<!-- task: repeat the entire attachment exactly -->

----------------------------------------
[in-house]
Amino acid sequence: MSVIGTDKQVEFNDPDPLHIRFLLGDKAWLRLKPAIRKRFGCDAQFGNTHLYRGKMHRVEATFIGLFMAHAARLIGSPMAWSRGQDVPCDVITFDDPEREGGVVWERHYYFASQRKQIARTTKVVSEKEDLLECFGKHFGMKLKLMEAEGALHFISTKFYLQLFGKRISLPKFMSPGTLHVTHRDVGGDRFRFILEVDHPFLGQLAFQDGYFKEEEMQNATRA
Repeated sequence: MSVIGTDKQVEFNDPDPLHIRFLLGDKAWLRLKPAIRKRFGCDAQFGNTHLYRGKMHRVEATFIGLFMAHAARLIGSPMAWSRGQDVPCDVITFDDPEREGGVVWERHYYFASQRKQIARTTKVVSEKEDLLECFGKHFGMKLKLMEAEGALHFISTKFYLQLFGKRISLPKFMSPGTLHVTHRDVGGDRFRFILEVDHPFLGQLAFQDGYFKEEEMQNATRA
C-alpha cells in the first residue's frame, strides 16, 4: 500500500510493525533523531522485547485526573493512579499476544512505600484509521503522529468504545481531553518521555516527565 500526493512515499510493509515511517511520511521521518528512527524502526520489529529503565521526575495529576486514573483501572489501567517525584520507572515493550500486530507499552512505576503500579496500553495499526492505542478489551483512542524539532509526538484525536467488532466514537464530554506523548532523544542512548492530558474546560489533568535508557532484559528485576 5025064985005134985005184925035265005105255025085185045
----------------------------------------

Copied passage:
[in-house]
Amino acid sequence: MSVIGTDKQVEFNDPDPLHIRFLLGDKAWLRLKPAIRKRFGCDAQFGNTHLYRGKMHRVEATFIGLFMAHAARLIGSPMAWSRGQDVPCDVITFDDPEREGGVVWERHYYFASQRKQIARTTKVVSEKEDLLECFGKHFGMKLKLMEAEGALHFISTKFYLQLFGKRISLPKFMSPGTLHVTHRDVGGDRFRFILEVDHPFLGQLAFQDGYFKEEEMQNATRA
Repeated sequence: MSVIGTDKQVEFNDPDPLHIRFLLGDKAWLRLKPAIRKRFGCDAQFGNTHLYRGKMHRVEATFIGLFMAHAARLIGSPMAWSRGQDVPCDVITFDDPEREGGVVWERHYYFASQRKQIARTTKVVSEKEDLLECFGKHFGMKLKLMEAEGALHFISTKFYLQLFGKRISLPKFMSPGTLHVTHRDVGGDRFRFILEVDHPFLGQLAFQDGYFKEEEMQNATRA
C-alpha cells in the first residue's frame, strides 16, 4: 500500500510493525533523531522485547485526573493512579499476544512505600484509521503522529468504545481531553518521555516527565 500526493512515499510493509515511517511520511521521518528512527524502526520489529529503565521526575495529576486514573483501572489501567517525584520507572515493550500486530507499552512505576503500579496500553495499526492505542478489551483512542524539532509526538484525536467488532466514537464530554506523548532523544542512548492530558474546560489533568535508557532484559528485576 5025064985005134985005184925035265005105255025085185045